February Cover by Chuck Van Drunen This Photo by Chris Huizinga.
GALLUP Bachelor & Graduate Programs School of Public Administration
OPEN HOUSE DAY - Thursday, February 17 Call Roxanne at 863-7554 for details. Visit our Open House and learn about the opportunities in Public Administration available to you. Stop by: Calvin Hall, Rm 228 • 8am - 5pm • Monday - Friday Appointments are always welcome.
Academic Advisors Roxanne Trujillo Melissa Collings-Yazzie 863-7554 863-7613 email@example.com February 2011: Gallup Journey
believe • gallup
Beeman J E W E L RY D E S I G N
Downtown Gallup 211 W. Coal â€˘ 505 726-9100 beemanjewelrydesign.com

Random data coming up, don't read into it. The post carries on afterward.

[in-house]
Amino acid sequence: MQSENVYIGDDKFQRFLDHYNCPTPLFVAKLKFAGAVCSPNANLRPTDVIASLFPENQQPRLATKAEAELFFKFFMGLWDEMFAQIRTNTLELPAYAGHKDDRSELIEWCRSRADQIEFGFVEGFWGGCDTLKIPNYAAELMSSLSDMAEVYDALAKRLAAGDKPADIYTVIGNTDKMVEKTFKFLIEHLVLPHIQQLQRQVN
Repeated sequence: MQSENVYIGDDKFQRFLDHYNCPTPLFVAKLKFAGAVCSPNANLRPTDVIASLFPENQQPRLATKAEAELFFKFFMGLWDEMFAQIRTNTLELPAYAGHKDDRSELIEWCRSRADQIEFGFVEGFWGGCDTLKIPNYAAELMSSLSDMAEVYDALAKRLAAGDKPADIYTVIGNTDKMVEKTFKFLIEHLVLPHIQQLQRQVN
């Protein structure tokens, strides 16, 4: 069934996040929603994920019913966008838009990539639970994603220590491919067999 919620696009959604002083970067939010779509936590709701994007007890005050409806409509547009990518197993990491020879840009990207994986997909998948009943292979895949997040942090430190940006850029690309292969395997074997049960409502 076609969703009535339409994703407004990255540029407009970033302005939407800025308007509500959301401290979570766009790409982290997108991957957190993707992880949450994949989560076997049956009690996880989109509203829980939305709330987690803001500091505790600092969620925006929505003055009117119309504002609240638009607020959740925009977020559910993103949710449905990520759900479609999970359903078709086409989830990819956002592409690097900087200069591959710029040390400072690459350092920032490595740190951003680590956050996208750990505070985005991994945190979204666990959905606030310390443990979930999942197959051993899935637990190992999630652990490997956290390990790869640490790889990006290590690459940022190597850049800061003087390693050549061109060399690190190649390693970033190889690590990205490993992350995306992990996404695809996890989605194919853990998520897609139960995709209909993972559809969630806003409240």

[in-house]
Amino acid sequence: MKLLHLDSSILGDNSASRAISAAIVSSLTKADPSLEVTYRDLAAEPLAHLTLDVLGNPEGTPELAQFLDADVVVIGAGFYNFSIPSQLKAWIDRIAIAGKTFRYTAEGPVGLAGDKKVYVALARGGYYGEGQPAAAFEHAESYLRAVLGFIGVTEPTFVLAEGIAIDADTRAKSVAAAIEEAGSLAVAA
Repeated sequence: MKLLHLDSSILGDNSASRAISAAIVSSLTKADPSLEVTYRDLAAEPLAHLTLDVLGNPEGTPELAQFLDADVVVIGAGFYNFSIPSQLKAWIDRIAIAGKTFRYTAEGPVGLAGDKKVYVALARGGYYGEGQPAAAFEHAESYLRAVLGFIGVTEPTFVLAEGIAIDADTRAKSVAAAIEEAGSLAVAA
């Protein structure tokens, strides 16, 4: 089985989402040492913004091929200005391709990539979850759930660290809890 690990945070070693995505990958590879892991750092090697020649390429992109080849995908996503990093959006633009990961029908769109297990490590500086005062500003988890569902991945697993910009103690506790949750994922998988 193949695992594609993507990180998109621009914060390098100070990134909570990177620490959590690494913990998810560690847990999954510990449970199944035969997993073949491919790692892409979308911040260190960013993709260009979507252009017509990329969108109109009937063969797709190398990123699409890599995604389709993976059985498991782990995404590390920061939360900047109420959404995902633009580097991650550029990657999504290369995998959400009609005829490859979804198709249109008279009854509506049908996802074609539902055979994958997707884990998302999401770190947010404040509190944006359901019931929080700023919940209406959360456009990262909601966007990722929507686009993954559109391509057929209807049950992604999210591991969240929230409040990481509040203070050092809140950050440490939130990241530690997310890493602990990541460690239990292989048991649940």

Cowtown Feed & Livestock 14 Hamilton Road 722-6913
The Fifth Generation 4Runner with 40/20/40 split reclining and fold-flat second-row seat and improved driver comfort. Not that you need to be pampered, you elementhardened, modern-day Davy Crockett. Find out more at TOYOTA.COM/4RUNNER AMIGO TOYOTA 2000 S. Second, Gallup (505) 722-3881 Options shown. ©2010 Toyota Motor Sales, U.S.A., Inc.
believe • gallup
Meet some of the great women of Elite Laundry:
Dolores, Laverne, Gloria and Roberta
926 N. Hwy 491 • Gallup, NM • (505) 722-6498
Open Daily • 11am-9pm
e h th watcBA, and ,N NFL scar in ar Na l Cle sta y Cry i-Def b H TV c e Dir
Juicy and Succulent
208 Highway 66 505-863-9543
Lobster & Steak
Shush Yaz Trading Co. Hwy 491 Behind Giant, Next to Furr’s C afeteria Trading Co.
North Interstate 40 Exit 26
120 Years of Indian Trading The Don Tanner Family Tradition Continues
Jewelry • Navajo Rugs Pottery • Paintings Clothing • Pawn Pendleton Robes & Shawls 8
JACKIE McKINNEY for MAYOR